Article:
The Microdosing Edition
On psychedelics, mental health, and finding calm
One from the archives today. Back tomorrow. -Colin (CJN)
Joseph Dana (JD) is a longstanding friend of WITI and a South Africa-based writer. He is the senior editor at Exponential View. He formerly edited the opinion pages at The National in Abu Dhabi and served as Monocle's Eastern Mediterranean correspondent and Istanbul bureau chief. Sign up for his newsletter: “Both/And.” - Colin (CJN)
Joseph here. Microdosing psychedelics such as magic mushrooms and LSD has been popular for some time. People have reported surprisingly positive results from increased clarity to reduced social anxiety. With psychedelics being legalized or decriminalized in cities and states across the country, microdosing is bound to take off in popularity in the coming months and years. The venture capital interest in psychedelics is extraordinary.
One remarkable aspect of the microdosing boom is how difficult it is to find clinical results demonstrating its effectiveness. Earlier this year, a study in the UK found that “the psychological benefits linked with taking regular, small doses of psychedelic drugs are likely the result of users’ expectations.” That’s not very encouraging.
My relationship with microdosing used to be ambivalent. In South Africa, microdosing is popular among the health food and yoga crowd, so I associated it with something you might do between activated charcoal juices and raw cacao smoothies. But it’s moved far beyond this crowd. I recently discovered that many friends and family have been microdosing for years with excellent results.
My path to microdosing came after I embarked on a so-called psilocybin journey. The experience entails consuming a “hero’s dose” of 5 grams of dried magic mushrooms alone or with a guide, in a quiet setting, usually wearing a blindfold. Such a journey provokes deep introspection and, in my case, deep emotional healing. Strangely enough, this journey was my only experience with psychedelics of any kind, and it was life-changing. I detailed the trip in a recent edition of my newsletter.
Having experienced a profound connection with the plant’s consciousness while on my journey, I began to think that microdosing could hold great value for me. I understand that it might sound crazy to say that I have connected with a plant, but it’s the only way to describe my journey. This connection made me think about microdosing differently. It’s as if the plant and I have gotten to know each other and can work together going forward.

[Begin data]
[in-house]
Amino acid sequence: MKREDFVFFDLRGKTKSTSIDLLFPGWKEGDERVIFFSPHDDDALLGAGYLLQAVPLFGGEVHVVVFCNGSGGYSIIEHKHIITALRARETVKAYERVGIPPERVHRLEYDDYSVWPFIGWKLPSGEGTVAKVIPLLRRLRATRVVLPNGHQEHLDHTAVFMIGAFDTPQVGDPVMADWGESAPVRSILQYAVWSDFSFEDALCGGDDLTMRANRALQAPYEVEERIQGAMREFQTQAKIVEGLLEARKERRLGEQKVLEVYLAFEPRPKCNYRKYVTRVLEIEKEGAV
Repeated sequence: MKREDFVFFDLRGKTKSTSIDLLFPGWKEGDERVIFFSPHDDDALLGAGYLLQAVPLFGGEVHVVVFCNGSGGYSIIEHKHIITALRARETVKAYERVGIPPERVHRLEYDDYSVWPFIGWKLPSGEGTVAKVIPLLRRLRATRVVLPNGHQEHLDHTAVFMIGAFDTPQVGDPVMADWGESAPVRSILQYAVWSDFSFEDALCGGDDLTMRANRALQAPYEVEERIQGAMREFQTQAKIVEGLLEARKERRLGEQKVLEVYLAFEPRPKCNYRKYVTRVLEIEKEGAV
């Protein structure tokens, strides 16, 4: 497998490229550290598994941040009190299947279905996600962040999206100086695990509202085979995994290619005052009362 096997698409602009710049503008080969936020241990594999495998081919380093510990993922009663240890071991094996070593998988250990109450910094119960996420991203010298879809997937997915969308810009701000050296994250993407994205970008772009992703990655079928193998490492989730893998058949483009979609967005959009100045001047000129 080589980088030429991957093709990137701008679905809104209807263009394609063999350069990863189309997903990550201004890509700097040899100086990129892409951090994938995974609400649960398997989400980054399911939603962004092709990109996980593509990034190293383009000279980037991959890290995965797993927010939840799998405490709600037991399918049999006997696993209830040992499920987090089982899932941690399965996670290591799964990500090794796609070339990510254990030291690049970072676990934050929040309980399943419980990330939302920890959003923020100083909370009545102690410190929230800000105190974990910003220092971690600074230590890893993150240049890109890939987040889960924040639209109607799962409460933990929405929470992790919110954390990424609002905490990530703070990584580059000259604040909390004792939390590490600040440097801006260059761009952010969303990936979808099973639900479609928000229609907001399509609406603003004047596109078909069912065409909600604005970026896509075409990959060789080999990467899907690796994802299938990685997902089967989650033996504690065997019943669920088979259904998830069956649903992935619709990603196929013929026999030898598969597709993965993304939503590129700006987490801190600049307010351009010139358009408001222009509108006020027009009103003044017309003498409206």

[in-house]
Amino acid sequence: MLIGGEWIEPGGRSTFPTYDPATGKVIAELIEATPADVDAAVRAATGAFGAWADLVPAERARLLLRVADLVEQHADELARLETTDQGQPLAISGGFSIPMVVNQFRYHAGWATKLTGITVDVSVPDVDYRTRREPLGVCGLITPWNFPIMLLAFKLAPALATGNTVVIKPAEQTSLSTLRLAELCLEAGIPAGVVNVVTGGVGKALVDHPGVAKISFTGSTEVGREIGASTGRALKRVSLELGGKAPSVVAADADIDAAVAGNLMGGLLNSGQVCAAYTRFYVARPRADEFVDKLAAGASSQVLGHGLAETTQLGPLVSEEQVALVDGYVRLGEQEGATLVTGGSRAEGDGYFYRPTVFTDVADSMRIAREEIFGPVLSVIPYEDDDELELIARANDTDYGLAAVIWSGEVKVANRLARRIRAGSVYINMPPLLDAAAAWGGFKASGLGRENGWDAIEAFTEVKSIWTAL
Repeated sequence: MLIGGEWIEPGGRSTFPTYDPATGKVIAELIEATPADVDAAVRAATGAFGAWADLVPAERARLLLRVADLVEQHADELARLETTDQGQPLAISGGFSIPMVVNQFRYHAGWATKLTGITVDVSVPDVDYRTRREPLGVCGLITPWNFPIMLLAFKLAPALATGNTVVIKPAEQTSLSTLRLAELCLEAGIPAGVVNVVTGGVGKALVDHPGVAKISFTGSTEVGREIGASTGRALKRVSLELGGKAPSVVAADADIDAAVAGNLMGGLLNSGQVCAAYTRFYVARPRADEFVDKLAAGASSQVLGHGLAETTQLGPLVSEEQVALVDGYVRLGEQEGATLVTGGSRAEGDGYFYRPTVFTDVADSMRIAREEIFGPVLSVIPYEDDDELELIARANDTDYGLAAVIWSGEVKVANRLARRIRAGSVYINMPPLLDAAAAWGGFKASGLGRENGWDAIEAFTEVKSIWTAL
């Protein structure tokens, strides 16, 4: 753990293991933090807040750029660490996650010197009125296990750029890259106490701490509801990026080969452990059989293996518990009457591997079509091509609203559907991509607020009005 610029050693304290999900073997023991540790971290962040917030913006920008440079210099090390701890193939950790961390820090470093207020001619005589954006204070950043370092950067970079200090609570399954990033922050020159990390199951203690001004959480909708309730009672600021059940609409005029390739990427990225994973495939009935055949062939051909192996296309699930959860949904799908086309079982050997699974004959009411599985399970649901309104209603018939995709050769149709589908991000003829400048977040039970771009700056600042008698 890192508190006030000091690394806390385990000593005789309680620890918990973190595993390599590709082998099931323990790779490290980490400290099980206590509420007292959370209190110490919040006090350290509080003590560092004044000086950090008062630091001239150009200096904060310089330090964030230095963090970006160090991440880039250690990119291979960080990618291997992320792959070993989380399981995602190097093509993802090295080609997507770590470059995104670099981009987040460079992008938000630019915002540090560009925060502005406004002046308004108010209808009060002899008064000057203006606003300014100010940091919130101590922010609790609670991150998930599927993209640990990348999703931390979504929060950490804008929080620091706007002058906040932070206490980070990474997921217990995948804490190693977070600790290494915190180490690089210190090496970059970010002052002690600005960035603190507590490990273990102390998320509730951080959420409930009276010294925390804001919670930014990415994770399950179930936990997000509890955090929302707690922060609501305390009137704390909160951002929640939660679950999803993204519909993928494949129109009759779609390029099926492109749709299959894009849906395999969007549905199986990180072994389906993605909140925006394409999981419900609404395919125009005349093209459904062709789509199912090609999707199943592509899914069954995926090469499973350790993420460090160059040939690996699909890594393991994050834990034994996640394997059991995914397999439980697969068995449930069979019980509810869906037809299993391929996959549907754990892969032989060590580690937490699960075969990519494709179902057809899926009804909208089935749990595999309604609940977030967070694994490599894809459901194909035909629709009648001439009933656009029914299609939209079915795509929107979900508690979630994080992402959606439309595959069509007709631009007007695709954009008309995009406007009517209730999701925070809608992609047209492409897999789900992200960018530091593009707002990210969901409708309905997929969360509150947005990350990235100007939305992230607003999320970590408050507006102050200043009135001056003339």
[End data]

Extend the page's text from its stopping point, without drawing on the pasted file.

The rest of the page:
Why is this interesting?
After the journey, I took the plunge into microdosing, and my results have been fantastic. I have been following the rough guideline of the Fadiman protocol, where I consume a small dose of mushrooms (I started with 80mg but ended up increasing the dosages to 150mg) every three days. Because it is a subthreshold dose, you aren’t meant to experience any visuals or hallucinations. Instead, I have experienced a heightened sense of calm and increased focus on the days I dose. On the other days, I have noticed an evident absence of anxiety. It probably helps that I have stopped drinking coffee, but that’s another story.
The challenge with microdosing is finding what dose and frequency work for you. I started with a small dose and gradually increased it until I found something that worked. This isn’t regular pharmaceutical medicine; there is no doctor who I can call to help with these variables. Thus, a certain amount of self-guidance is required, which might turn off a large number of potential microdosers.
That being said, I’m not totally on my own. The guide who assisted on my journey has helped me through the initial stages of microdosing. There are other mushroom guides focused specifically on microdosing and offer professional services, mostly on WhatsApp. As society opens itself up to the power of these medicines to transform mental health, we need to figure out a way to tap into the knowledge and experience of these guides.
This is easier said than done. By and large, guides operate in the shadows because the substances they work with are often still illicit. Finding a guide for my psilocybin journey was anything but easy. There is also an overrepresentation of charlatans parading as shamans with little to no understanding of what they are doing. From the Amazonian jungles of Peru to the wealthy suburbs of Cape Town, an entire cottage industry of guides has sprung up, eager to provide people with a spiritual awakening for the right price.
A reckoning of sorts is bound to occur as the industry formalizes and more medical professionals begin prescribing psychedelic treatments. Microdosing might not be for everyone, but it's a powerful treatment for depression and general malaise when used wisely. (JD)
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Thanks for reading,
Noah (NRB) & Colin (CJN) & Joseph (JD)
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